Shared from the 1/13/2018 American Press eEdition

Orleck on the big screen

Film director has eye on ship’s equipment for use in naval movie


Special to the American Press

Leonard Spears, middle, set director for World War II naval drama “Greyhound,” filming in Baton Rouge this spring, examines equipment in the USS Orleck’s pilothouse Wednesday. He’s joined by his assistant, Paul Blanchard, left, and the ship’s superintendent, Stephen Miller.

The set director for a World War II naval drama filming in Baton Rouge this spring toured the USS Orleck on Friday in search of period items to use in the movie.

Scripted by and starring two-time Academy Award winner Tom Hanks, “Greyhound” will film aboard the USS Kidd and in other Baton Rouge locations starting in March, according to an announcement by Louisiana Economic Development.

It’s a production of Film-Nation Entertainment, the independent film company behind Academy Award winning “Arrival” and box office hit “The Big Sick.”

Set Director Leonard Spears said he visited the Orleck, a Gearing-class destroyer commissioned in World War II, both to learn from local experts and search for pieces to take back to Baton Rouge, where he and his team are busy constructing the set.

He said he was particularly interested in the radar, sonar and radio equipment aboard the ship. He said his goal is to “create a reality very similar” to the Orleck but without the renovations. He said it’s also important that the equipment looks new, as it would have at the time.

‘We have to learn as we go, and you have to go to people that know it to find out.’
Leonard Spears
Set director on the challenge of creating the set for the film “Greyhound”

“We’re here to see what we can see and take it from there,” Spears said. “We have to source things from whatever resources we can, whether it’s finding things in state or out of state. Of course, we prefer to find things in state and keep the money in Louisiana and give the credit to Louisiana.”

One of the main reasons for shooting in Louisiana, he said, is the benefit of the state’s film tax incentive program. “Greyhound” is the first significant film project to apply for a new provision that Gov. John Bel Edwards signed into law last summer allowing for a 5 percent tax credit for movies shot outside the New Orleans area, according to LED.

The film’s budget is $50.3 million, and an estimated $29.5 million of that will be spent in the state, including $7.6 million in payroll for Louisiana residents.

Hanks will star as the fictional commander of a Fletcher-class destroy, the USS Greyhound, leading a convoy in 1942 across the North Atlantic when the shipping lanes between America and its European allies were endangered by German submarines. He adapted the story from the 1955 novel “The Good Shepherd” by C.S. Forester.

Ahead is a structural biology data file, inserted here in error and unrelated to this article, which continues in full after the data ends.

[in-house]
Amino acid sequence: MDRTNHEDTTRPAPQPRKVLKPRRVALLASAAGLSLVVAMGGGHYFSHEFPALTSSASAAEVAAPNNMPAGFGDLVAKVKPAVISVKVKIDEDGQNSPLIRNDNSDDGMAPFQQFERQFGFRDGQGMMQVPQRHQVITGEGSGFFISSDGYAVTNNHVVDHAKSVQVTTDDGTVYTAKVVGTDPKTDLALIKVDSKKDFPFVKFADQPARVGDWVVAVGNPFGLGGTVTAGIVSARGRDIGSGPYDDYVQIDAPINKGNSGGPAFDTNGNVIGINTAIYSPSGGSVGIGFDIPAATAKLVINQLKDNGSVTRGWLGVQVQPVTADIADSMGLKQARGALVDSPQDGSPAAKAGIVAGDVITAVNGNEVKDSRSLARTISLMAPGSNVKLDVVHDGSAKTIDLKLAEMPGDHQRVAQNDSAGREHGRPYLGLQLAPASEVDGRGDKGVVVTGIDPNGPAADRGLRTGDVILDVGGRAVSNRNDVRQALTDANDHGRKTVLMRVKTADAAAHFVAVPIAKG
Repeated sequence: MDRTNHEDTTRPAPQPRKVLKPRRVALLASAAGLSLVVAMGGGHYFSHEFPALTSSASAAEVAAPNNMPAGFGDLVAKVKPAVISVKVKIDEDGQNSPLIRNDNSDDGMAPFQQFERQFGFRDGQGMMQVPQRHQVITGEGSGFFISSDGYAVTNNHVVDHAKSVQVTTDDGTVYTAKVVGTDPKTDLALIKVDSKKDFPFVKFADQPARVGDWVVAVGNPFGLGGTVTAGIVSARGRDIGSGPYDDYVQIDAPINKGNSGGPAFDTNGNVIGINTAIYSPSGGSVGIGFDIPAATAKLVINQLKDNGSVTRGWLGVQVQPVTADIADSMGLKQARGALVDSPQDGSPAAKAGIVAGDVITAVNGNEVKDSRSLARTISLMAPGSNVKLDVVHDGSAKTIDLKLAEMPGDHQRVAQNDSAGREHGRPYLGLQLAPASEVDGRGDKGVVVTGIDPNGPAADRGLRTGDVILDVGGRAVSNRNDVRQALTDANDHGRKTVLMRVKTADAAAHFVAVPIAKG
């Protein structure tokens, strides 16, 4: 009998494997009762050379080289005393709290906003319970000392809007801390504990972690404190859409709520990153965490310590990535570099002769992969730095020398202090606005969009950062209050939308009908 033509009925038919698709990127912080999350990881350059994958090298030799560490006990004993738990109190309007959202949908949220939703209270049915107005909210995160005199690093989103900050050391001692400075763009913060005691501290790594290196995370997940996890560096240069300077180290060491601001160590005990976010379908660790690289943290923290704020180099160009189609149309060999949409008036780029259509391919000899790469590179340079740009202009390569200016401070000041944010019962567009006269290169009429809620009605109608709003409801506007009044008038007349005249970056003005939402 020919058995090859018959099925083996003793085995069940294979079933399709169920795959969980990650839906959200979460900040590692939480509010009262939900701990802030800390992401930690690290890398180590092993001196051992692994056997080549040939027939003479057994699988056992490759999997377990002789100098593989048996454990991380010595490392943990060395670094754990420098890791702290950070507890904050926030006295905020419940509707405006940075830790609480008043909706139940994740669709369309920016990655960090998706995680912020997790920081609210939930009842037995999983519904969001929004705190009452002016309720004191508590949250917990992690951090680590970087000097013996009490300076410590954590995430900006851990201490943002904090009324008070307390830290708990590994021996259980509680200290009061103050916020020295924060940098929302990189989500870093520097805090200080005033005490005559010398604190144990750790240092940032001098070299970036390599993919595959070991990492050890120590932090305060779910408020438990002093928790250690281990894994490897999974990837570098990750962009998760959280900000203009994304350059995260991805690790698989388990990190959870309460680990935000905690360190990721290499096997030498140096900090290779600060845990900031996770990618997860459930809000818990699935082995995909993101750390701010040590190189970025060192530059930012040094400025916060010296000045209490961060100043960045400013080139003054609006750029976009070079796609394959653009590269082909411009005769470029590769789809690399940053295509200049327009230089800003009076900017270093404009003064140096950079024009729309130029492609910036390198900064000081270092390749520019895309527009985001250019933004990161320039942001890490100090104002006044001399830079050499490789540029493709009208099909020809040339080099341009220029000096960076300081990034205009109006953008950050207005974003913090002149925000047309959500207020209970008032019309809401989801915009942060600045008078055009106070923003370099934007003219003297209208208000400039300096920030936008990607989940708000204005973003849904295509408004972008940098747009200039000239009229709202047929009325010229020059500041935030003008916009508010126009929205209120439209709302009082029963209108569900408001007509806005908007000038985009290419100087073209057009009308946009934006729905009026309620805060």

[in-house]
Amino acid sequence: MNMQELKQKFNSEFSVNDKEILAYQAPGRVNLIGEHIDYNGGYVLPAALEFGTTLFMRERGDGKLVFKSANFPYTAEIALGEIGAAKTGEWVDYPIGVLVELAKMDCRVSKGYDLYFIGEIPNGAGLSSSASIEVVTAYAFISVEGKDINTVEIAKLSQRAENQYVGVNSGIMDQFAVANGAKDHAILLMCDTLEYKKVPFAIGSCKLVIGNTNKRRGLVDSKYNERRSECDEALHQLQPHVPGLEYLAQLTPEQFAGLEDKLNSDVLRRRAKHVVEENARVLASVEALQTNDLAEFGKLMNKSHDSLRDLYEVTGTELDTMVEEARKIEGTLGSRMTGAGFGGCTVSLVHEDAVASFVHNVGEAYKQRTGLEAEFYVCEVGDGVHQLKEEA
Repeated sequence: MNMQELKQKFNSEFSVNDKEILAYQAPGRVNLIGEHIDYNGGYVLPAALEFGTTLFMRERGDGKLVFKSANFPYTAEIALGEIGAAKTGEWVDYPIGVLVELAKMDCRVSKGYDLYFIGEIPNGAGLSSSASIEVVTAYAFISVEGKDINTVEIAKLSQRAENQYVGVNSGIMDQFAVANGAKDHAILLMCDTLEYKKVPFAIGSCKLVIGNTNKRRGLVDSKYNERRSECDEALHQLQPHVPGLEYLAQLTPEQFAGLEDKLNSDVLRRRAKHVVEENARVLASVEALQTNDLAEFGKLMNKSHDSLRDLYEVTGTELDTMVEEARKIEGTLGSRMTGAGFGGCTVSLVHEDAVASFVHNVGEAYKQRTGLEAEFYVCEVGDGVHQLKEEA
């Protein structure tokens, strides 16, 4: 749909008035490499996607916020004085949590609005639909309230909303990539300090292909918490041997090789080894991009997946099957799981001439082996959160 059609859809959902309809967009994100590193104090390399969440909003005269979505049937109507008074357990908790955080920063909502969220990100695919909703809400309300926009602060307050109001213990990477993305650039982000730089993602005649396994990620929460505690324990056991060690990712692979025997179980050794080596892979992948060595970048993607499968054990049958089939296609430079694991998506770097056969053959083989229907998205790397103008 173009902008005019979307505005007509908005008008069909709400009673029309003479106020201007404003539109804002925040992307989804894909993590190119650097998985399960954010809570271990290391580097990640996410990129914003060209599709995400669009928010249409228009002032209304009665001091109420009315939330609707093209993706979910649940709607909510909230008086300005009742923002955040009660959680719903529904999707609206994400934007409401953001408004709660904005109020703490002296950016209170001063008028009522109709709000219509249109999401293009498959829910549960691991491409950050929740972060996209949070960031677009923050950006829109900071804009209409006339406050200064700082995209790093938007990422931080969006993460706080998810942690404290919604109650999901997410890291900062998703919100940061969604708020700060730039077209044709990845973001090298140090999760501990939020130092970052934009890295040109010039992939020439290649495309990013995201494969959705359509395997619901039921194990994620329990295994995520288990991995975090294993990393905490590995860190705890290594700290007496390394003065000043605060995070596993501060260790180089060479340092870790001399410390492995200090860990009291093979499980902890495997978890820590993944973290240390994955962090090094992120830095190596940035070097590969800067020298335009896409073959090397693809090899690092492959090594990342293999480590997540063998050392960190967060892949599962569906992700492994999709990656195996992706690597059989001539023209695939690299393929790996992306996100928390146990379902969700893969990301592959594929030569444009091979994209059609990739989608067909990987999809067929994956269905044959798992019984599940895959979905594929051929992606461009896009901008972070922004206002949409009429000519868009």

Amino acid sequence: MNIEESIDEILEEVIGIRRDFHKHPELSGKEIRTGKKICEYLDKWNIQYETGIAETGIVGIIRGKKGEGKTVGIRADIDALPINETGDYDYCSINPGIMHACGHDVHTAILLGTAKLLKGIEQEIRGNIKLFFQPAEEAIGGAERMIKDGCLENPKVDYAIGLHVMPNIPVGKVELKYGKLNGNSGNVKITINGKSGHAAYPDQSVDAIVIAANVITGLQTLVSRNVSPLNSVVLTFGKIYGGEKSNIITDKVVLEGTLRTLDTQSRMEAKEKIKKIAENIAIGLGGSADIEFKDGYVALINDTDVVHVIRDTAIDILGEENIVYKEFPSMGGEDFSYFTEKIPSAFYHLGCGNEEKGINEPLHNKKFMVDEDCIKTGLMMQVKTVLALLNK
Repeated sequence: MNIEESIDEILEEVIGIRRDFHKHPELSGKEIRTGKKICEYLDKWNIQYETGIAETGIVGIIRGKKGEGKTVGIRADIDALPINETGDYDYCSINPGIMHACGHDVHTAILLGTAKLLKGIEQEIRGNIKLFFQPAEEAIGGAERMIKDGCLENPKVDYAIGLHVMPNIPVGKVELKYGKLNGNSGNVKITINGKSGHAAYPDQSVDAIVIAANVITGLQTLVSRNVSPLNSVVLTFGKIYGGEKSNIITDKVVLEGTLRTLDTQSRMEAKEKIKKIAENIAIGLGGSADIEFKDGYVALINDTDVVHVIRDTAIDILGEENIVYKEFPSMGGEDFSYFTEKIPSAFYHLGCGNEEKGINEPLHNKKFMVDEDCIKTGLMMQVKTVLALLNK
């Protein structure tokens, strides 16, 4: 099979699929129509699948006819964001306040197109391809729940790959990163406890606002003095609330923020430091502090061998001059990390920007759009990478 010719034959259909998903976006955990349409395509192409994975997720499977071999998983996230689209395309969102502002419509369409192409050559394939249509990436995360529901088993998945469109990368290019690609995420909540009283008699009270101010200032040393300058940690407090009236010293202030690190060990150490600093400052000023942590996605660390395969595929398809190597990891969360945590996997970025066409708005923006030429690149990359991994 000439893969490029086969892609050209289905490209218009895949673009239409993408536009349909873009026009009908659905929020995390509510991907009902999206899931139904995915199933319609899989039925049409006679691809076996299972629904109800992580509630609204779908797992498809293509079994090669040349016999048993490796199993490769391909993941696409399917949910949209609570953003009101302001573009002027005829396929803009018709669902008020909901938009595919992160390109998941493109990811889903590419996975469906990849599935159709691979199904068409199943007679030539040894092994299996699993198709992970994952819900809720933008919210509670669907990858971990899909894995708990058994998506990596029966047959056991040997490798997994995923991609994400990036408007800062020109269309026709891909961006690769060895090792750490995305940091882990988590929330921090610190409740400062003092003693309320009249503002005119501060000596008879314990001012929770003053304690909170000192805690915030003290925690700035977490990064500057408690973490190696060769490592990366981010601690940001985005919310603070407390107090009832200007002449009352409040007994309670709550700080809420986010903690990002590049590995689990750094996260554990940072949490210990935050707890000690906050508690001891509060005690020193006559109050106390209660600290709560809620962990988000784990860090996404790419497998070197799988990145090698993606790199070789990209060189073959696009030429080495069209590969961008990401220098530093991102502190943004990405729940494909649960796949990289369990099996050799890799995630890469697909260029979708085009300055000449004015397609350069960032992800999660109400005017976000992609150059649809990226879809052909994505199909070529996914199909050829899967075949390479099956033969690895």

Spears said his team has been challenged with “a steep learning curve” when creating the set and that they rely on people like the many volunteers at the Orleck to share their knowledge.

“It’s never simple,” Spears said. “We have to learn as we go, and you have to go to people that know it to find out.”

Ron Williams, executive director at the USS Orleck Naval Museum, said the visit was the ship’s first from a major film company — it made its network TV debut in 2015 on a segment of “Flip My Food with Chef Jeff” — but he hopes it’s not the last.

He said the museum is “excited to participate” and hopes the tour sends a message to the film industry that “we are a resource.” He said movies are a great way to keep ships like the Orleck in the public eye.

Williams said the set director and his crew took pictures and will come back for their selections later. He said they’ll pay the Orleck for the use of any equipment they take — a boon to the ship in a financially difficult time while it tries to secure a more permanent home.

Will Precht, spokesman for the Southwest Louisiana Convention & Visitors Bureau, said it’s “quite common” for his office to receive inquiries for information about filming in the area.

Precht said the organization’s vision is for the film industry to grow just as local business and tourism continue to grow. He said the area is mainly a target for independent filmmakers and reality TV shows.

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